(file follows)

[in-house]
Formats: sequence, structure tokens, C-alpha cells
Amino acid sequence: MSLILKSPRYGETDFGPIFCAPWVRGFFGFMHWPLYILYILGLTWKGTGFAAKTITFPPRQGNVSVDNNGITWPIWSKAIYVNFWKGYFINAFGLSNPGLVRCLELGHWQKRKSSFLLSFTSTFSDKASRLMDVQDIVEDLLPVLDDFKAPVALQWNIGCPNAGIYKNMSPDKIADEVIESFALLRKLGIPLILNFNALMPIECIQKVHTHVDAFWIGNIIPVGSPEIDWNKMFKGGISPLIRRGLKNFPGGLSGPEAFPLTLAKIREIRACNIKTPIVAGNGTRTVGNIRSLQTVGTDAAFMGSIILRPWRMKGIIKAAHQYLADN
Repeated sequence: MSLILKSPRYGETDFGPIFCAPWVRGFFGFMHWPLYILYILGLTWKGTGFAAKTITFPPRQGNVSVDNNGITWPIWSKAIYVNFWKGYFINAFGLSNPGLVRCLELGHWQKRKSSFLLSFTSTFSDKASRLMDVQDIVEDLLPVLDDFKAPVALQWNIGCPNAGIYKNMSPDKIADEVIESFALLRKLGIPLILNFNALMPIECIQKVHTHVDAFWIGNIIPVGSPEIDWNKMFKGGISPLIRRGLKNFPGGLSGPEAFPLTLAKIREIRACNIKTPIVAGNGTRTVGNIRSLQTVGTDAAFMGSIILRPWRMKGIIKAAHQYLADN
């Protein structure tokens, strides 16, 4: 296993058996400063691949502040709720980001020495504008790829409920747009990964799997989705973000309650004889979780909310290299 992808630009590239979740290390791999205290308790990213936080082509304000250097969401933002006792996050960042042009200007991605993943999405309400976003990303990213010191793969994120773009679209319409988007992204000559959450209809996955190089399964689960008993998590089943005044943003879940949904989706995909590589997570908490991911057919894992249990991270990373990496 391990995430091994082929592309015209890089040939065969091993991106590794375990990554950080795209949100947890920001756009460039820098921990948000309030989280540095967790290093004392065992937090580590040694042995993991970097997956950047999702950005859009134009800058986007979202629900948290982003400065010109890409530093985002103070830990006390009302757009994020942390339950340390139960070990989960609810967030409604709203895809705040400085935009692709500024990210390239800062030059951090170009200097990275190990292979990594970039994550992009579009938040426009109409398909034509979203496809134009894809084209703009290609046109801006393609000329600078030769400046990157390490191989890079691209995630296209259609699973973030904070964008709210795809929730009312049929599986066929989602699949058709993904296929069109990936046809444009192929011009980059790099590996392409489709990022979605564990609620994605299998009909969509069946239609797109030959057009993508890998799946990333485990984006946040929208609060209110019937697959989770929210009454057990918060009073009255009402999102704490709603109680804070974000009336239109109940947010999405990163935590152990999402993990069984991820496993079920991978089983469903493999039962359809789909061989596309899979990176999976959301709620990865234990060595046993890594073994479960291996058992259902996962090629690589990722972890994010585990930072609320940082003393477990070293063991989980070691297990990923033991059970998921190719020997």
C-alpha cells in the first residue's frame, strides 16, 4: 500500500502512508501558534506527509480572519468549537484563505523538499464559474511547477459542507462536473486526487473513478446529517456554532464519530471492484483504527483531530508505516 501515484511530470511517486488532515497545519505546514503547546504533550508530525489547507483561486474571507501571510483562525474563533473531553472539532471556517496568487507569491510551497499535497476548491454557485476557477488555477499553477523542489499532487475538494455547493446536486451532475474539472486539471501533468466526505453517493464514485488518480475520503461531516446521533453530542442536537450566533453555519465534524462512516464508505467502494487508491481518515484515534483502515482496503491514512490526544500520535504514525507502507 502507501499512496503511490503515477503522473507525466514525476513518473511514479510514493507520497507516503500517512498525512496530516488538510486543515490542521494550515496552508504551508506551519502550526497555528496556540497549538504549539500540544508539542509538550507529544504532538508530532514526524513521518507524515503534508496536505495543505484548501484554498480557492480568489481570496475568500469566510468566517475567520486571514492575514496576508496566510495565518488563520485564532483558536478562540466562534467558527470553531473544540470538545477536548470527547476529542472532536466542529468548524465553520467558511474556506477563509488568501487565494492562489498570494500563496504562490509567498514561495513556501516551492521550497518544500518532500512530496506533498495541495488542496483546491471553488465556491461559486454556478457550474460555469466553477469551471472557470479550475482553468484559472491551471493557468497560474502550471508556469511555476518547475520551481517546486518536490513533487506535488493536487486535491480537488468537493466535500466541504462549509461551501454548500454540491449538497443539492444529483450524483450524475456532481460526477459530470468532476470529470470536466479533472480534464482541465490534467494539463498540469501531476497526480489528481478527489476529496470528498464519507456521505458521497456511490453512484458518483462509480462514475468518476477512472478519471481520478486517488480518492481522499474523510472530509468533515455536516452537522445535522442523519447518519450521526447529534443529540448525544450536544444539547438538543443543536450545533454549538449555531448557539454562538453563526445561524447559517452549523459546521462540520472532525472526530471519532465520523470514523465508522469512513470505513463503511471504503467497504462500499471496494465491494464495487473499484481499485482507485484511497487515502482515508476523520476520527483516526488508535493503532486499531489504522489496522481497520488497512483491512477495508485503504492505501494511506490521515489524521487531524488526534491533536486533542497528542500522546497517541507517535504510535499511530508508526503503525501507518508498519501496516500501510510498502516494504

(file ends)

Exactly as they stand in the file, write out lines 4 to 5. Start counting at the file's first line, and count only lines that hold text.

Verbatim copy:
Repeated sequence: MSLILKSPRYGETDFGPIFCAPWVRGFFGFMHWPLYILYILGLTWKGTGFAAKTITFPPRQGNVSVDNNGITWPIWSKAIYVNFWKGYFINAFGLSNPGLVRCLELGHWQKRKSSFLLSFTSTFSDKASRLMDVQDIVEDLLPVLDDFKAPVALQWNIGCPNAGIYKNMSPDKIADEVIESFALLRKLGIPLILNFNALMPIECIQKVHTHVDAFWIGNIIPVGSPEIDWNKMFKGGISPLIRRGLKNFPGGLSGPEAFPLTLAKIREIRACNIKTPIVAGNGTRTVGNIRSLQTVGTDAAFMGSIILRPWRMKGIIKAAHQYLADN
């Protein structure tokens, strides 16, 4: 296993058996400063691949502040709720980001020495504008790829409920747009990964799997989705973000309650004889979780909310290299 992808630009590239979740290390791999205290308790990213936080082509304000250097969401933002006792996050960042042009200007991605993943999405309400976003990303990213010191793969994120773009679209319409988007992204000559959450209809996955190089399964689960008993998590089943005044943003879940949904989706995909590589997570908490991911057919894992249990991270990373990496 391990995430091994082929592309015209890089040939065969091993991106590794375990990554950080795209949100947890920001756009460039820098921990948000309030989280540095967790290093004392065992937090580590040694042995993991970097997956950047999702950005859009134009800058986007979202629900948290982003400065010109890409530093985002103070830990006390009302757009994020942390339950340390139960070990989960609810967030409604709203895809705040400085935009692709500024990210390239800062030059951090170009200097990275190990292979990594970039994550992009579009938040426009109409398909034509979203496809134009894809084209703009290609046109801006393609000329600078030769400046990157390490191989890079691209995630296209259609699973973030904070964008709210795809929730009312049929599986066929989602699949058709993904296929069109990936046809444009192929011009980059790099590996392409489709990022979605564990609620994605299998009909969509069946239609797109030959057009993508890998799946990333485990984006946040929208609060209110019937697959989770929210009454057990918060009073009255009402999102704490709603109680804070974000009336239109109940947010999405990163935590152990999402993990069984991820496993079920991978089983469903493999039962359809789909061989596309899979990176999976959301709620990865234990060595046993890594073994479960291996058992259902996962090629690589990722972890994010585990930072609320940082003393477990070293063991989980070691297990990923033991059970998921190719020997």